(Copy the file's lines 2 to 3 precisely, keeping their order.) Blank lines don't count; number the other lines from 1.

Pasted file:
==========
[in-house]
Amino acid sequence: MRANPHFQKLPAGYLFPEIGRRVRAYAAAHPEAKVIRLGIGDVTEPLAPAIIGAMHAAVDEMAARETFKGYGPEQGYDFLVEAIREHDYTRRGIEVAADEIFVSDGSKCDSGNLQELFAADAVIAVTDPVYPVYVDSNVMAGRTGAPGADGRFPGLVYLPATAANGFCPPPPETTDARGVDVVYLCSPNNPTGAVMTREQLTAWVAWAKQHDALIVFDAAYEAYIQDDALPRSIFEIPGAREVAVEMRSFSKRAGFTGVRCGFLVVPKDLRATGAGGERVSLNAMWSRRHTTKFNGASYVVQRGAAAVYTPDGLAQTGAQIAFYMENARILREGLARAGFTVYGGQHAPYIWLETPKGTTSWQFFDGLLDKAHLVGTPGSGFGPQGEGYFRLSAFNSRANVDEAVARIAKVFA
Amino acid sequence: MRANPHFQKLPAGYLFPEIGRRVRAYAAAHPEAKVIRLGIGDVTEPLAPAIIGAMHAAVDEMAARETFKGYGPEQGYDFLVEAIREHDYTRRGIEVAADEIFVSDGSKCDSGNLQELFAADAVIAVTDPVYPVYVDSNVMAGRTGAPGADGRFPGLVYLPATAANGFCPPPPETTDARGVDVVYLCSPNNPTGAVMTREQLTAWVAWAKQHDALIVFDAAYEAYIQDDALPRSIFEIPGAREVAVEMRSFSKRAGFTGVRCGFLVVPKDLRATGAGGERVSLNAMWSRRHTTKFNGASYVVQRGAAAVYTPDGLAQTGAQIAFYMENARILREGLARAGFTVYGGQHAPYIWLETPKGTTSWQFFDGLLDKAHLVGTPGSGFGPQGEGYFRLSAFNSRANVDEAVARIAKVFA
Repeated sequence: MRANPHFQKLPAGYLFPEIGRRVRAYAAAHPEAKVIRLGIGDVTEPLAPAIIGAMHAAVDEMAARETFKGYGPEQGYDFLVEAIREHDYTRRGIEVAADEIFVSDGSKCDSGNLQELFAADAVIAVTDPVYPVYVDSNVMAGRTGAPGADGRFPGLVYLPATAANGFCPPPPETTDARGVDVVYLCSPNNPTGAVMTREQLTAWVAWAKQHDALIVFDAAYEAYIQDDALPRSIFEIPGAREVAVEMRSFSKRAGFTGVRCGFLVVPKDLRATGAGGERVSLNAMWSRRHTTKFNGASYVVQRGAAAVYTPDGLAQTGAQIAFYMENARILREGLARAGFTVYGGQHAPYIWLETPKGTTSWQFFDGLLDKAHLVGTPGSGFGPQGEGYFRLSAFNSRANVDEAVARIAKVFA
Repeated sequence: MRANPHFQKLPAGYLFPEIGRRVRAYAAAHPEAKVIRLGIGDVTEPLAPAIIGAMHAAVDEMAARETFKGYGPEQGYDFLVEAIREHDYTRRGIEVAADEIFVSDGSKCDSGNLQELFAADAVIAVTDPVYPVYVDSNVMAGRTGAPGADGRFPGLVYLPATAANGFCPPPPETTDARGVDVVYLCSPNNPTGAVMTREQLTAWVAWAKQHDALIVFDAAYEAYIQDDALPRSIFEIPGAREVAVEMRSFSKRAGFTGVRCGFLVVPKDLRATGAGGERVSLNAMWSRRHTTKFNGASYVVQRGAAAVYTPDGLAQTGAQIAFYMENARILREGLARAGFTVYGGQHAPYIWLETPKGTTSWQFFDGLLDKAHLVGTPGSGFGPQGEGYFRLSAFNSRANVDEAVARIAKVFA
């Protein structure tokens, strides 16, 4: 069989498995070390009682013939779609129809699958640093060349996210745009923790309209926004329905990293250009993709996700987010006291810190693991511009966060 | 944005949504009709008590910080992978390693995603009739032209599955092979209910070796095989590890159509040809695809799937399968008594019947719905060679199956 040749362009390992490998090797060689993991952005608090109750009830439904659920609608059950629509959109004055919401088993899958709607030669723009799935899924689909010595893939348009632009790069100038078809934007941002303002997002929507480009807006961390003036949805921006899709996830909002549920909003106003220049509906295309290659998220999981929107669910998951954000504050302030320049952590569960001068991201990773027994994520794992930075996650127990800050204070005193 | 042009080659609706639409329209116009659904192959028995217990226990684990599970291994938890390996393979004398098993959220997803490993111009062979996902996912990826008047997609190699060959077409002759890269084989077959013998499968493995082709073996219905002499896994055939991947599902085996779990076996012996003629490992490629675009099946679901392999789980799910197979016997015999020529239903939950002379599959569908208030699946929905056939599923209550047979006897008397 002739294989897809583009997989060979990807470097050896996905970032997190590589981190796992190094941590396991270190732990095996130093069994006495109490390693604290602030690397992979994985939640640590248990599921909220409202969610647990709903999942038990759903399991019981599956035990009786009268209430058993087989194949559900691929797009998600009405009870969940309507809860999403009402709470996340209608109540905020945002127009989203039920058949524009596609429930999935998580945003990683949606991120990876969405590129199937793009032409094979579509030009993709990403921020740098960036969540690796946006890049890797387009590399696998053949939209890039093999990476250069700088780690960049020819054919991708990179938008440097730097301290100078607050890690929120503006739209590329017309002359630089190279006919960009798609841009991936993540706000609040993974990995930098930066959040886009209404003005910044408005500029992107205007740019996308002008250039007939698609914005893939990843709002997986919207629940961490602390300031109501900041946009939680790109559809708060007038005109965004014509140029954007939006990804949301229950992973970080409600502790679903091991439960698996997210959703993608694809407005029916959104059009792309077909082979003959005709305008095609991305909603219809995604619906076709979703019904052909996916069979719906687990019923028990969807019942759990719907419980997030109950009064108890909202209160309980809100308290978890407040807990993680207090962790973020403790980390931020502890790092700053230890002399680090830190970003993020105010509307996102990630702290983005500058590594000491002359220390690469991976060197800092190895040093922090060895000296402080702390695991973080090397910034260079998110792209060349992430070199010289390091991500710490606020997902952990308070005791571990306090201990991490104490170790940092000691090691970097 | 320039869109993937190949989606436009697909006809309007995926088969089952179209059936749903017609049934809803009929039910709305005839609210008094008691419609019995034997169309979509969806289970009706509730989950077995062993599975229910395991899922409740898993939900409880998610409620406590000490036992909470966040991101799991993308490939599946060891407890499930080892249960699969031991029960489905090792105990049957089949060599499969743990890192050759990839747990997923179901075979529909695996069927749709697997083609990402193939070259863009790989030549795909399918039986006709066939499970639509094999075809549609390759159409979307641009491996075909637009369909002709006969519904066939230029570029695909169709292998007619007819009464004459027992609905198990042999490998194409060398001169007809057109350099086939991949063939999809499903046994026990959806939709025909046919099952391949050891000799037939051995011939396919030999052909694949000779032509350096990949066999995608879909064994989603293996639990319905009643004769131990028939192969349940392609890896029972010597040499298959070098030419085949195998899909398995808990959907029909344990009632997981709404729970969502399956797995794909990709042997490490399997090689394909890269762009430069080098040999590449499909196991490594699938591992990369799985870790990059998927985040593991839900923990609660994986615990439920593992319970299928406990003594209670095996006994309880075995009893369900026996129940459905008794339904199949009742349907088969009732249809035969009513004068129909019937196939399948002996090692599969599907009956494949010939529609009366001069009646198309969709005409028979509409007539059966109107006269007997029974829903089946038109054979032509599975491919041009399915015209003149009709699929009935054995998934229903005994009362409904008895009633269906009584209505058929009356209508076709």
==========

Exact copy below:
Amino acid sequence: MRANPHFQKLPAGYLFPEIGRRVRAYAAAHPEAKVIRLGIGDVTEPLAPAIIGAMHAAVDEMAARETFKGYGPEQGYDFLVEAIREHDYTRRGIEVAADEIFVSDGSKCDSGNLQELFAADAVIAVTDPVYPVYVDSNVMAGRTGAPGADGRFPGLVYLPATAANGFCPPPPETTDARGVDVVYLCSPNNPTGAVMTREQLTAWVAWAKQHDALIVFDAAYEAYIQDDALPRSIFEIPGAREVAVEMRSFSKRAGFTGVRCGFLVVPKDLRATGAGGERVSLNAMWSRRHTTKFNGASYVVQRGAAAVYTPDGLAQTGAQIAFYMENARILREGLARAGFTVYGGQHAPYIWLETPKGTTSWQFFDGLLDKAHLVGTPGSGFGPQGEGYFRLSAFNSRANVDEAVARIAKVFA
Amino acid sequence: MRANPHFQKLPAGYLFPEIGRRVRAYAAAHPEAKVIRLGIGDVTEPLAPAIIGAMHAAVDEMAARETFKGYGPEQGYDFLVEAIREHDYTRRGIEVAADEIFVSDGSKCDSGNLQELFAADAVIAVTDPVYPVYVDSNVMAGRTGAPGADGRFPGLVYLPATAANGFCPPPPETTDARGVDVVYLCSPNNPTGAVMTREQLTAWVAWAKQHDALIVFDAAYEAYIQDDALPRSIFEIPGAREVAVEMRSFSKRAGFTGVRCGFLVVPKDLRATGAGGERVSLNAMWSRRHTTKFNGASYVVQRGAAAVYTPDGLAQTGAQIAFYMENARILREGLARAGFTVYGGQHAPYIWLETPKGTTSWQFFDGLLDKAHLVGTPGSGFGPQGEGYFRLSAFNSRANVDEAVARIAKVFA